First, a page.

Well, this is because the 18650 cell output is actually not exact as it changes from higher when it’s full, to lower when getting empty. At full charge an 18650 cell can output up to 4.15V safely and go down to around 2.8V to 3V at its lowest before losing cycle life.
To make the naming conventions more consistent, battery makers use an output of 3.7 Volts instead (even though they’re the same cells). So 13 x 3.7 = 48.1V. That makes 48V rounded – good enough!
You can also get 52V batteries which is just one extra cell than 48V ones – 14 x 3.7 = 51.8V – basically there and sometimes called 50V. They aren’t a huge upgrade if you’re considering one vs a 48V. 72V is less common and is 20 cells, double the 36V battery. 20 x 3.6 = 72V.
Max Peak & Continuous Current Rating
E-Bike batteries come with two different current ratings. These are really important to note if you are buying a new e-bike or replacing a battery.
The max peak current rating of an electric bike battery means the highest peak current in Amps that the battery can take. It can’t sustain this draw for long but can take it in bursts.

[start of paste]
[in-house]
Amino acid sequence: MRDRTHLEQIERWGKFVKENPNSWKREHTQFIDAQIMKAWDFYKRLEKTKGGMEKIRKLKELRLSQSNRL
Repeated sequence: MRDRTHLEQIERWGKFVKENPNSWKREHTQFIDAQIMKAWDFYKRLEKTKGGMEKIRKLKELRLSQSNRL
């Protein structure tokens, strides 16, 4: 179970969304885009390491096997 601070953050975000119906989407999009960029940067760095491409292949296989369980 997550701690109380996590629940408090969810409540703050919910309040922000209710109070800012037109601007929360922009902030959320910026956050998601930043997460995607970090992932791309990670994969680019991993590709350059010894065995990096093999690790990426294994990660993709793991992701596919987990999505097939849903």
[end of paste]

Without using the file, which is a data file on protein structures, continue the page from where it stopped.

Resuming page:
For example when you first accelerate up to top power the motor may draw up to the peak to get up to speed but can’t continue drawing this much power for long. It’s sometimes called a burst rating and should normally be used for a couple of seconds maximum.
The continuous current rating of an electric bike battery is the highest continuous draw the battery can handle in Amps. This means that the battery should be able to draw power at this rating non-stop until the battery is drained.
So if the max peak might be used for the initial acceleration to top speed and the continuous peak keeps you at that top speed. Think about going full throttle on a long road until the bike dies.
What Are Electric Bike Batteries Made Of?
An electric bike battery is made up of a collection of smaller battery cells wired together with a few safety measures to stop discharges of fire. They are then normally packaged up in a weather-proof container called a shell, case, or box that’s removable and has an easy way to plug in and charge.
There are a few technologies used in e-bike batteries but the most popular is Lithium-Ion or Li-Ion. It’s the same technology used in mobile phones and most modern tech.
The cells that make up the larger battery will normally be made up of Li-Ion 18650 cells which are named for their size – 18mm wide by 65mm high, 0 for the cylinder shape. They’re a popular cell because of the versatility of this size and good output.
Electric Bike Battery Charging